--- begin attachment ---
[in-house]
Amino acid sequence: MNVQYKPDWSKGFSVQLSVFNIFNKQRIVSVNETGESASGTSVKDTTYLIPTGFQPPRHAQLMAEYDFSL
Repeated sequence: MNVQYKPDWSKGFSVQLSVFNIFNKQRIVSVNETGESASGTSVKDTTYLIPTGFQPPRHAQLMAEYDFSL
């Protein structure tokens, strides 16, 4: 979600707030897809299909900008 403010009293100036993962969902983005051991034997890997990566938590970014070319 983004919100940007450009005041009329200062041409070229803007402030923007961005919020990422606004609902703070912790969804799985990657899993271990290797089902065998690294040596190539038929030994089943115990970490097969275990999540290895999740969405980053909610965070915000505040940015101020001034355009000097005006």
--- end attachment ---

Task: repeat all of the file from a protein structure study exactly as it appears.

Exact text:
[in-house]
Amino acid sequence: MNVQYKPDWSKGFSVQLSVFNIFNKQRIVSVNETGESASGTSVKDTTYLIPTGFQPPRHAQLMAEYDFSL
Repeated sequence: MNVQYKPDWSKGFSVQLSVFNIFNKQRIVSVNETGESASGTSVKDTTYLIPTGFQPPRHAQLMAEYDFSL
């Protein structure tokens, strides 16, 4: 979600707030897809299909900008 403010009293100036993962969902983005051991034997890997990566938590970014070319 983004919100940007450009005041009329200062041409070229803007402030923007961005919020990422606004609902703070912790969804799985990657899993271990290797089902065998690294040596190539038929030994089943115990970490097969275990999540290895999740969405980053909610965070915000505040940015101020001034355009000097005006």